Many beef farmers travelled to the BEEF 2018 event in Teagasc Grange today to hear of possible avenues of increasing the profitability of their production systems.

However, one of the key notes to take from the suckler-to-beef stand was the effect looking within the farm’s own gates – and making the necessary improvements – can have on the farm’s bottom line.

On the day, Teagasc’s Dr. Mark McGee presented an informative talk on the key performance indicators (KPIs) of suckler calf-to-weaning operations.

Interestingly, McGee highlighted that the net margin difference between the national average and the top-performing commercial suckler herds stands at approximately €300/cow.

Dr. Mark McGee speaking at BEEF 2018

Breaking down how this difference arises, McGee said: “By KPIs we are talking about measures of technical efficiency on-farm, that farmers can use to evaluate the efficiency of their system and compare to more profitable systems.

“In effect, they can identify some of the strengths and weaknesses of their farming operation.

“In terms of a calf-to-weaning system, there are five essential KPIs. Those are: calves weaned per cow per year on the farm; age of first calving; a six-week calving rate; average daily live weight gain to weaning; and concentrates fed per cow/calf unit annually.

1. Calves weaned per cow per year

Beginning with calves weaned per cow per year, he said: “Nationally, we are achieving somewhere in the order of 0.8 calves per cow per year – whereas the high-performing commercial farms are achieving 0.95.

“In effect, the inefficiency here reflects differences in calving rate and calf mortality and this results in a difference in net margin per cow of about €87.”

2. Age at first calving

When it comes to age at first calving, he said that the national average farm is calving heifers at 32 months – while the top-performing commercial farmers are achieving two-year-old calving.

The inefficiency we are capturing here is the cost of maintaining an unproductive cohort of animals on the farm.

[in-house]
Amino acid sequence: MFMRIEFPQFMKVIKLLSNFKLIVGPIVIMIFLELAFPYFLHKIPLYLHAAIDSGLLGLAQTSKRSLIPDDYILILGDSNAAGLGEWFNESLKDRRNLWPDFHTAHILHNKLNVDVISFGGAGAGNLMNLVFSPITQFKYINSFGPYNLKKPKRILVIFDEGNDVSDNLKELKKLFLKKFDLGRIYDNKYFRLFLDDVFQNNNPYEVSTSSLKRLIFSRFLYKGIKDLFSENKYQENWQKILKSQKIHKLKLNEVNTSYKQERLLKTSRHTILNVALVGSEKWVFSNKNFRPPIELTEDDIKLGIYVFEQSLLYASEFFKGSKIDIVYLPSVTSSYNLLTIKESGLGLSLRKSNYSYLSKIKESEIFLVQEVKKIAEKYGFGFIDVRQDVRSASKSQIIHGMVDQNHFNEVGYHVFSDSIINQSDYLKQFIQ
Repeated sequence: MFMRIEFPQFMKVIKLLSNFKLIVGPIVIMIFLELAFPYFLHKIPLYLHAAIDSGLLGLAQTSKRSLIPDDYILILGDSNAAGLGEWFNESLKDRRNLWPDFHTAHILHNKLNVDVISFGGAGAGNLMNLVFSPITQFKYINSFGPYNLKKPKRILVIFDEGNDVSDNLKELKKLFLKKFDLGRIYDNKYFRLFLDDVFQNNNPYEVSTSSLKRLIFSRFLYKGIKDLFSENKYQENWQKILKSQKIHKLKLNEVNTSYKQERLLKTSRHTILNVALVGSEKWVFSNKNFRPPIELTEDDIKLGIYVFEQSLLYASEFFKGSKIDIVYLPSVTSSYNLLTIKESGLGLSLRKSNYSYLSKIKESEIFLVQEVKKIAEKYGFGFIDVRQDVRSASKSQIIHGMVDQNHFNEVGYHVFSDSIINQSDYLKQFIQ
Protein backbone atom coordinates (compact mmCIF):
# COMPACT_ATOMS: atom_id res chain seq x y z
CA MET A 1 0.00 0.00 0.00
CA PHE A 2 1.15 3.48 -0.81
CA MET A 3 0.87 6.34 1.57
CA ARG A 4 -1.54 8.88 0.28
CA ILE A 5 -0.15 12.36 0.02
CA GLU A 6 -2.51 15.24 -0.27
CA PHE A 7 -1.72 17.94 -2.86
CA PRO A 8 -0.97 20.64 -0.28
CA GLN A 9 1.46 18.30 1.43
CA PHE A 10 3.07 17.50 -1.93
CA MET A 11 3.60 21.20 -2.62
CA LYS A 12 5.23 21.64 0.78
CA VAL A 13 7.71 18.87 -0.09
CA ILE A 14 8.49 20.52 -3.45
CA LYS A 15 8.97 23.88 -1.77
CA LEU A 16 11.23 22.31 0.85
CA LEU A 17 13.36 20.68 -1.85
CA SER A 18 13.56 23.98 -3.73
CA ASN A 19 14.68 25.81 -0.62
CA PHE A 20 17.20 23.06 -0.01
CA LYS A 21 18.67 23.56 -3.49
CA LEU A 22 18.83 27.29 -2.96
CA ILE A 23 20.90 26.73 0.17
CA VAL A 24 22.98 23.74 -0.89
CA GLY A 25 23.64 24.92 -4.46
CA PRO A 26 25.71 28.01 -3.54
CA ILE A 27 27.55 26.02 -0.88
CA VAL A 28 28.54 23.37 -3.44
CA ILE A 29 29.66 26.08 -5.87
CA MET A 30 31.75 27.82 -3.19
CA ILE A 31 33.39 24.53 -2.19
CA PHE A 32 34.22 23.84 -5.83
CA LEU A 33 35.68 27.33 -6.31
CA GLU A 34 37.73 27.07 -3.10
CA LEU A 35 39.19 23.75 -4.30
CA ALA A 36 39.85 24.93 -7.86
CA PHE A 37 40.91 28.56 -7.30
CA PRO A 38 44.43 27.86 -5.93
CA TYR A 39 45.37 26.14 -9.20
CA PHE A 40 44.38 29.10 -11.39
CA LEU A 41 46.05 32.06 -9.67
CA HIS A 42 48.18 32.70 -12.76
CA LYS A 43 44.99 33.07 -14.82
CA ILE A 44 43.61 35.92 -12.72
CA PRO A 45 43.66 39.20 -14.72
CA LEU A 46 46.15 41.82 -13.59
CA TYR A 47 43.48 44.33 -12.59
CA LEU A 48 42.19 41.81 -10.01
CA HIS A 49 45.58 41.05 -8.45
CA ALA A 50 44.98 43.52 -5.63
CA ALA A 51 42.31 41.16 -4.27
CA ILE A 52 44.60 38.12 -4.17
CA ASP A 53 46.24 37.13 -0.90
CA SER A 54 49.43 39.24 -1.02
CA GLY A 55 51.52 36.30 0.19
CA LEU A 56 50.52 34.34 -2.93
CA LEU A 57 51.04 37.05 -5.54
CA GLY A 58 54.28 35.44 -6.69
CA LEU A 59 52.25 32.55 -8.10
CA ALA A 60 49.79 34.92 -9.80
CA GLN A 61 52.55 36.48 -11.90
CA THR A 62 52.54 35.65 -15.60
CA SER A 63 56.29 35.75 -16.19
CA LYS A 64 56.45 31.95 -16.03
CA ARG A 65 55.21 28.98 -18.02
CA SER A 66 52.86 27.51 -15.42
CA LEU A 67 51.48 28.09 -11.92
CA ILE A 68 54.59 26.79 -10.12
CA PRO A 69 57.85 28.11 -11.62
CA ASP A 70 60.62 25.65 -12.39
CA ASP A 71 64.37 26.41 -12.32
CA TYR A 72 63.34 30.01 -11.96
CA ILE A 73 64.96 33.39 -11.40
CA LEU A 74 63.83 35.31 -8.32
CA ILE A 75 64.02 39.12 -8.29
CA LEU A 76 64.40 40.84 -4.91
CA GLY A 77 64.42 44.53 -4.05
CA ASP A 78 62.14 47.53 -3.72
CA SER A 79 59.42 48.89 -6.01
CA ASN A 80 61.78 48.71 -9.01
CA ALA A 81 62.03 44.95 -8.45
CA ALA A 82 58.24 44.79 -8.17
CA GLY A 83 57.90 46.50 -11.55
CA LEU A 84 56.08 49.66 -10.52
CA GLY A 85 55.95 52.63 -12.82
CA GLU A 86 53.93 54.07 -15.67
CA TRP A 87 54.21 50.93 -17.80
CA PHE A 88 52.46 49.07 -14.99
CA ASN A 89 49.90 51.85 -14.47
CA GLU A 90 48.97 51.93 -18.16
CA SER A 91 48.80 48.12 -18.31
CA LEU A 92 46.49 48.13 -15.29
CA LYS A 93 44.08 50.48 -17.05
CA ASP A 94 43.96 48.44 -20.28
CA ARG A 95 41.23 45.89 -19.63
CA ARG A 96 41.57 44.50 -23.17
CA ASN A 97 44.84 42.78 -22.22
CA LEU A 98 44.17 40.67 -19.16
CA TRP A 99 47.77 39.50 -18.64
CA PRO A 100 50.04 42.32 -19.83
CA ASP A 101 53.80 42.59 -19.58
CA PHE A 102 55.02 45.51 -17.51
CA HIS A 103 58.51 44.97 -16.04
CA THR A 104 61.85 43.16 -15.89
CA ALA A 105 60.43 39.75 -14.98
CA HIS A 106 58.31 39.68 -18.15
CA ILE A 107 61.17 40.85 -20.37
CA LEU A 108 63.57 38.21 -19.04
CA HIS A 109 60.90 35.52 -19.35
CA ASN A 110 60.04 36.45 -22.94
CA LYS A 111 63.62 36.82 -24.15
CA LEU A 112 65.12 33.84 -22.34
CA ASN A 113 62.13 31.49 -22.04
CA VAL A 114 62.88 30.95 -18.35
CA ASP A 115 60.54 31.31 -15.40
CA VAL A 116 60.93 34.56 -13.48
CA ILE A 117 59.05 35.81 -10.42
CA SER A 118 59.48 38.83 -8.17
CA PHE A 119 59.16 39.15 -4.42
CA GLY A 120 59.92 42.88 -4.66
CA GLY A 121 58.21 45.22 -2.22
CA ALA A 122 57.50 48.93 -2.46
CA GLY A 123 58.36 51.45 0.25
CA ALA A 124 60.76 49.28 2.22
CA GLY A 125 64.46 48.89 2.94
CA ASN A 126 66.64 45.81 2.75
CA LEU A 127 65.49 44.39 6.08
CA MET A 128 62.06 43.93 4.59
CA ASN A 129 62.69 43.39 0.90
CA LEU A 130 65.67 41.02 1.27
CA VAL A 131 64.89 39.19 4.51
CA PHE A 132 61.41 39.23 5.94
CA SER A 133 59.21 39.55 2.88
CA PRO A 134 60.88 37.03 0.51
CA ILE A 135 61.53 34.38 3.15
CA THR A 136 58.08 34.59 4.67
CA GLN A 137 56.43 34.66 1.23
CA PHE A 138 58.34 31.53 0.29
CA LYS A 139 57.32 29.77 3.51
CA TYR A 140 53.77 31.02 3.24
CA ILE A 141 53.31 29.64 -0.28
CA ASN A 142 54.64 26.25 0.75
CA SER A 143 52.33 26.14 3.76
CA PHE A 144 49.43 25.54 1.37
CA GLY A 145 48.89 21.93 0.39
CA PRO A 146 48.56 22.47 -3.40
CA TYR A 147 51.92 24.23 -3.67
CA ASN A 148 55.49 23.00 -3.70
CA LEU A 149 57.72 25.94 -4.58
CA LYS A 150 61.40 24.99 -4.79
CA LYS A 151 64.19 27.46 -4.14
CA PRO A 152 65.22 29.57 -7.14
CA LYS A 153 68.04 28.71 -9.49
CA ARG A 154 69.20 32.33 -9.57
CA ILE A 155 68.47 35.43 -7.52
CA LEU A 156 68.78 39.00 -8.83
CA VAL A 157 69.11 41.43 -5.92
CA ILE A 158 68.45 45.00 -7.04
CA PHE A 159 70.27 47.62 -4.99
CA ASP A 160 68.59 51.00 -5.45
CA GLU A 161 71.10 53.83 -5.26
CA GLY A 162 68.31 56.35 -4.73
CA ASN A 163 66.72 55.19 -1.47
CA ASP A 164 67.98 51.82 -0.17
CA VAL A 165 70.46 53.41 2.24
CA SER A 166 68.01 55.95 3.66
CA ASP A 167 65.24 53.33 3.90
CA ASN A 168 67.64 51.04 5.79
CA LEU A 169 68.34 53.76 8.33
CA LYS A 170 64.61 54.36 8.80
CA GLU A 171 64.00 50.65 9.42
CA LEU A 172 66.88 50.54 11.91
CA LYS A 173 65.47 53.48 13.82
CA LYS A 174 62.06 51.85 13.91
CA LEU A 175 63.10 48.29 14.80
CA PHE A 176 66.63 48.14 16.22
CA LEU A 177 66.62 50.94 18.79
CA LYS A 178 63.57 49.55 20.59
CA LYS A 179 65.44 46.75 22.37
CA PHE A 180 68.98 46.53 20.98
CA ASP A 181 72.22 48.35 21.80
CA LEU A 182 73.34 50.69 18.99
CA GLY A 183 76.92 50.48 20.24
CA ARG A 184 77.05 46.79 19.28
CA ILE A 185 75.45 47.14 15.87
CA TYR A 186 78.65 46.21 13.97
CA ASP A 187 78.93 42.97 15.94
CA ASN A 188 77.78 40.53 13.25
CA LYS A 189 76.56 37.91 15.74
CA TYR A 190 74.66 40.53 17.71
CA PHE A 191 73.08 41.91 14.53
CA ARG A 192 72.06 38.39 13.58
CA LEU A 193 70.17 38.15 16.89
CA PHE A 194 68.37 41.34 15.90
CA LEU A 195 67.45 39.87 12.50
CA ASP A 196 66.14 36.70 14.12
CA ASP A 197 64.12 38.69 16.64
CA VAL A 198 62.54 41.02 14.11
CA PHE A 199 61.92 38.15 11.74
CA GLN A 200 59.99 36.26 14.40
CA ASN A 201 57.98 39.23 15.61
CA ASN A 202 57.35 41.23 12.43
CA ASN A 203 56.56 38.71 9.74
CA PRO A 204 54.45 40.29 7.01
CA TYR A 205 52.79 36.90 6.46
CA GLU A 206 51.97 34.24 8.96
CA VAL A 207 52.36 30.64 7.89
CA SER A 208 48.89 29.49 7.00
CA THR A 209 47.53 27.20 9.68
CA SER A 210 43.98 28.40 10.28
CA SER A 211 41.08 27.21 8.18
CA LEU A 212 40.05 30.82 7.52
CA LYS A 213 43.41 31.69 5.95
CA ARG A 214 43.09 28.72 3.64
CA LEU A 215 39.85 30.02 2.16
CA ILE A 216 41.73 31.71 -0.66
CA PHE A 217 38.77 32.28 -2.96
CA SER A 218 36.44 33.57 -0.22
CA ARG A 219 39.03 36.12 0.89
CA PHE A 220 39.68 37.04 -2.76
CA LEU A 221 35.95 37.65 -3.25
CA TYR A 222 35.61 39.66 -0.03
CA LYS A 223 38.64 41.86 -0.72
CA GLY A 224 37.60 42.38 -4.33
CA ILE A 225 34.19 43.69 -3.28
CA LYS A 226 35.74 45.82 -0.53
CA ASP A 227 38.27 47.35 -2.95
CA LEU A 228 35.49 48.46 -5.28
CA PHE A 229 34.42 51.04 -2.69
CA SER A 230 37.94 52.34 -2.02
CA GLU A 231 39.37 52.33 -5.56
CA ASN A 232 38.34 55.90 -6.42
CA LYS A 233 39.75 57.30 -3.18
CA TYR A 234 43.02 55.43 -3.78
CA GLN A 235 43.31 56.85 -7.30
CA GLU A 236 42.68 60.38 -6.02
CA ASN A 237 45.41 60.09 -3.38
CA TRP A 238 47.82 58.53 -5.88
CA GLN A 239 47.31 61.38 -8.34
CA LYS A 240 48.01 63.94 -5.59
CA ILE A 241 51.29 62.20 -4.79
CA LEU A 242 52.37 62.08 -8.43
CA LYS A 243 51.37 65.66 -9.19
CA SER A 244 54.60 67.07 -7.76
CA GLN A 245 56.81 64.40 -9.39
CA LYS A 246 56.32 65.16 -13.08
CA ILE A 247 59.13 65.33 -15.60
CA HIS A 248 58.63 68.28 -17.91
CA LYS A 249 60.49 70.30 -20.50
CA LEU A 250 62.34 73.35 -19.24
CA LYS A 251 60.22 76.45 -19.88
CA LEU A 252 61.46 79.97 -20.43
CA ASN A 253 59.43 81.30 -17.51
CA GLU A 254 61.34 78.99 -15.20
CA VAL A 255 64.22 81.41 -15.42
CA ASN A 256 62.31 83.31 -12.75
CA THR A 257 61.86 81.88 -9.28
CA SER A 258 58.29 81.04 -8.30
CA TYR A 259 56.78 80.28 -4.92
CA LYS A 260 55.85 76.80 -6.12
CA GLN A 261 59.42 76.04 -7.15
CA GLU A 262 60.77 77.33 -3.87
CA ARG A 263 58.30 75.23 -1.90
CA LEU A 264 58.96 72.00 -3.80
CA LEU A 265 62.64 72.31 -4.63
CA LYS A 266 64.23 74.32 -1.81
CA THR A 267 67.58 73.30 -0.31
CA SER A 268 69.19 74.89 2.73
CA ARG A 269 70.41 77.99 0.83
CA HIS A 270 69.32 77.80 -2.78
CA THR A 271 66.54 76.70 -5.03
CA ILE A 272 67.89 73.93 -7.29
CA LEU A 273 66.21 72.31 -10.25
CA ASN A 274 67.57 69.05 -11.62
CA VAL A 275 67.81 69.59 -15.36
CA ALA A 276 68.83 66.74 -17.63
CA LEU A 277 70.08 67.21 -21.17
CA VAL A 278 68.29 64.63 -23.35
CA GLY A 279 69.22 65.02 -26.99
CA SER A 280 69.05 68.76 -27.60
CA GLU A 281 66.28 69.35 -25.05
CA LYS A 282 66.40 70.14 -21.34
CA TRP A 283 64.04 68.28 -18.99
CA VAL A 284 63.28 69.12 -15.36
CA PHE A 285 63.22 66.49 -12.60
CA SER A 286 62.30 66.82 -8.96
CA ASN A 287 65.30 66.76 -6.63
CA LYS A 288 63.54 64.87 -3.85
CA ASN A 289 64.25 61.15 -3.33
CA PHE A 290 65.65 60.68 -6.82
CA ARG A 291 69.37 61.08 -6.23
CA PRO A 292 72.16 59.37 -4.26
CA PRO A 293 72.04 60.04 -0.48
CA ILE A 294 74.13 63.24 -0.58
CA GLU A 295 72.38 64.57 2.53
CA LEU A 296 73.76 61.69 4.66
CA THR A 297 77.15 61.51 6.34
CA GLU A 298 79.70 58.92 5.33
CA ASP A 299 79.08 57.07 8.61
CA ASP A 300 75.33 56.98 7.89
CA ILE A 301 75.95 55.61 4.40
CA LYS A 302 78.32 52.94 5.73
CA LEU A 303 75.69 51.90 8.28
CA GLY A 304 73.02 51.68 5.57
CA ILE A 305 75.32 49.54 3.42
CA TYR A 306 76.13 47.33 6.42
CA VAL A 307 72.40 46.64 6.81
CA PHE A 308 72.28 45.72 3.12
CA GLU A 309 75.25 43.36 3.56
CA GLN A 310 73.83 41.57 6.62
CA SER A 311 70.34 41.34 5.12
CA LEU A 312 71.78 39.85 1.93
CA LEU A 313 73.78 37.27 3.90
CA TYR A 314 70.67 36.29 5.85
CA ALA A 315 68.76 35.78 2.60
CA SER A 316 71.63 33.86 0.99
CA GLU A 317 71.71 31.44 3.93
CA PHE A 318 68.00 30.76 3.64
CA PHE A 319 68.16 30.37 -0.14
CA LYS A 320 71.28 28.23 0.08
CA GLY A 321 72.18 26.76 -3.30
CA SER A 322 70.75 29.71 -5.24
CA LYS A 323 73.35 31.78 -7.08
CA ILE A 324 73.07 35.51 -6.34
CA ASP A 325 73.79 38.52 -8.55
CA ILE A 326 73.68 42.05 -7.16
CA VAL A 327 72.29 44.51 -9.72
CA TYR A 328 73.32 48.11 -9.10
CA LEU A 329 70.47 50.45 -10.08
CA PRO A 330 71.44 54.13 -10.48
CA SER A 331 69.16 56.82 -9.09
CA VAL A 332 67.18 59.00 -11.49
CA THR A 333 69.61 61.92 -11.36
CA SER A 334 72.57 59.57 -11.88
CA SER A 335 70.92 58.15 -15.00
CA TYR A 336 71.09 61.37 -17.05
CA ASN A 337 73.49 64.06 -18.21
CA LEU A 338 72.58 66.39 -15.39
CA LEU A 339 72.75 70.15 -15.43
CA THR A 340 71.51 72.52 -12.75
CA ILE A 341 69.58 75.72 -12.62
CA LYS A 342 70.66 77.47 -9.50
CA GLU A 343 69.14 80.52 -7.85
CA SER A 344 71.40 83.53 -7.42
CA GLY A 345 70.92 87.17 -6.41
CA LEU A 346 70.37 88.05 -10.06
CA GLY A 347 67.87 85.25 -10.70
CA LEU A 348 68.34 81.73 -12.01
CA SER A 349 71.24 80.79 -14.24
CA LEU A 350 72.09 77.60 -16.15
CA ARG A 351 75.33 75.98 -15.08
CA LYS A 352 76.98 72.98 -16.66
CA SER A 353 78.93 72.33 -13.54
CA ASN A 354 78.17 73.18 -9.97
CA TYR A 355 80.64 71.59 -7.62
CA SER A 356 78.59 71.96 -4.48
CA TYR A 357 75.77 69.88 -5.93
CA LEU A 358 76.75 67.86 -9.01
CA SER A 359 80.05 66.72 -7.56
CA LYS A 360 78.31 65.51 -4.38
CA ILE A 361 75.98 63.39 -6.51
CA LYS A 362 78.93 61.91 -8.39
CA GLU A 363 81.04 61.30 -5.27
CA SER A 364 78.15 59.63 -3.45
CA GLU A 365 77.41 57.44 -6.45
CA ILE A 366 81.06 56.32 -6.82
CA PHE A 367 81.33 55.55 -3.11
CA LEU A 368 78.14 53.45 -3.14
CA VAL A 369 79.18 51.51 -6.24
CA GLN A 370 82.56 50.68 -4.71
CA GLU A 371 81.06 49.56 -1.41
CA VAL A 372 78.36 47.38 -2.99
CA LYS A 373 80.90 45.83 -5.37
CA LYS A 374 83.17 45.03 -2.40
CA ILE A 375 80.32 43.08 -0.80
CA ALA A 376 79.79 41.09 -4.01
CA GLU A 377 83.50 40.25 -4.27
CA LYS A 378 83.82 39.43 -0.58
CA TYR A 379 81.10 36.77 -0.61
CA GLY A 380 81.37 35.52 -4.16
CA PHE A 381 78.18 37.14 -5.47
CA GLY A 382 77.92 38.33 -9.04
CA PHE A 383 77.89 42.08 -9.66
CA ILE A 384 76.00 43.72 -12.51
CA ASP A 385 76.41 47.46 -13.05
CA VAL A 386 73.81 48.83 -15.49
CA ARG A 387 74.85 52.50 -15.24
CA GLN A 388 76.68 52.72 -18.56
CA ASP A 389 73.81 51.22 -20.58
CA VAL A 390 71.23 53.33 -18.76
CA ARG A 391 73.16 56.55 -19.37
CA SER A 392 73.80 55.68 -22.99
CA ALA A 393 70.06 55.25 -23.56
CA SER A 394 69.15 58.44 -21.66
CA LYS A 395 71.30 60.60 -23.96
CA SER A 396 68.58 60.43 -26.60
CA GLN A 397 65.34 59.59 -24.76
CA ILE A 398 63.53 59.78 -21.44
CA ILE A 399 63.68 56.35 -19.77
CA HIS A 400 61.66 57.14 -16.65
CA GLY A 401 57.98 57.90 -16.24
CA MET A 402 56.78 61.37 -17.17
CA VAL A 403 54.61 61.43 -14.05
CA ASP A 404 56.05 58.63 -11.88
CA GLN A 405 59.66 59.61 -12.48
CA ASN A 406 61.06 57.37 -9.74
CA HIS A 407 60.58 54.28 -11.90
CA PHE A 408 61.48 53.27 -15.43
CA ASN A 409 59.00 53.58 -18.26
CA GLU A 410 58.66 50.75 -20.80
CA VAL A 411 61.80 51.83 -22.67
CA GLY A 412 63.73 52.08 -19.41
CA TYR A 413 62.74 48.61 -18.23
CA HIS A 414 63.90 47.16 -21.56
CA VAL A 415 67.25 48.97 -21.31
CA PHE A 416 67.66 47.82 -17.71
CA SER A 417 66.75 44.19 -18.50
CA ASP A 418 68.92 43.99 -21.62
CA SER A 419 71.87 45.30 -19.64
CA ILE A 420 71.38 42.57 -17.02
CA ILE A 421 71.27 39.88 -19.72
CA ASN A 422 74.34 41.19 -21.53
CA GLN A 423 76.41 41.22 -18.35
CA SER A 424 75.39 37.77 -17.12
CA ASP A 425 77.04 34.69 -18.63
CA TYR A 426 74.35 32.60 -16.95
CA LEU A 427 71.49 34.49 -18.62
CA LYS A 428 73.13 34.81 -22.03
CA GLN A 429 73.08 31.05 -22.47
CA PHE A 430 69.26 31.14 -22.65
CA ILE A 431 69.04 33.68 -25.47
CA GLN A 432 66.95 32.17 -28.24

“Essentially, breeding heifers are maintained for an average of an extra eight months without producing anything. There’s a cost to this which equates to somewhere in the order of €50/cow in terms of net margin.”

3. Six-week calving rate

Another important area for profitability is a six-week calving rate. Nationally, he said, farmers are calving 55% of their cows in a six-week window; the high-performing commercial farms are achieving 80%.

He added: “The inefficiency here relates to feed costs. The high-performing commercial herds have a tighter calving pattern that’s more aligned to the grass growing season. Ultimately, they end up with lower feed costs in the system.

“On average, higher six-week calving rates means that farmers have older and heavier weanlings to sell at the end of the grazing season – and this also contributes to profit. Overall, it results in a difference in net margin of about €28/cow in the herd.”

4. Average daily live weight gain to weaning

On a national level, McGee said, growth rates of 1.05kg/day are being achieved on the average farms. Meanwhile, the high-performing farms are achieving 1.25kg/day. This difference in growth rates results in a net margin differential of €86/cow.

“Here, we are capturing the inefficiency associated with relatively poor-milking cows.

Cow milk yield is one of the key drivers of pre-weaning performance and, ultimately, cows with lower milk yields have calves with lower growth rates.

“As the calf gets older, milk becomes less important and grass quality and supply become more important; obviously grazing management has a key role to play as the calf gets older. Ultimately, cow milk yield and grass nutritive value drives this KPI.”

5. Concentrates fed per cow/calf unit annually

Another key driver of profitability of calf-to-weanling systems is the quantity of concentrates provided.

Nationally, McGee said, farmers are feeding just under 500kg of concentrates per cow/calf unit on suckler-to-weanling systems; but the high-performing commercial farms are feeding less than half of this.

“On the high-performing farms, the only concentrates a cow would receive would be as a first calver – from calving until turnout to pasture – and the only concentrate the calf would receive would be about 1kg/day – averaged over six weeks – to help facilitate the transition to weaning.”

He also stressed that many of the farmers falling within the national average bracket feed concentrates to their cows over their winter months, due to insufficient silage quality and poor body condition scores at weaning.

In addition, he said: “A lot of concentrates are being fed to calves pre-weaning to increase growth rates and this is a cost.”

When pulled back to net margin terms, the varying concentrate feed levels result in a €52/cow difference between the high-performing and average herds, McGee concluded.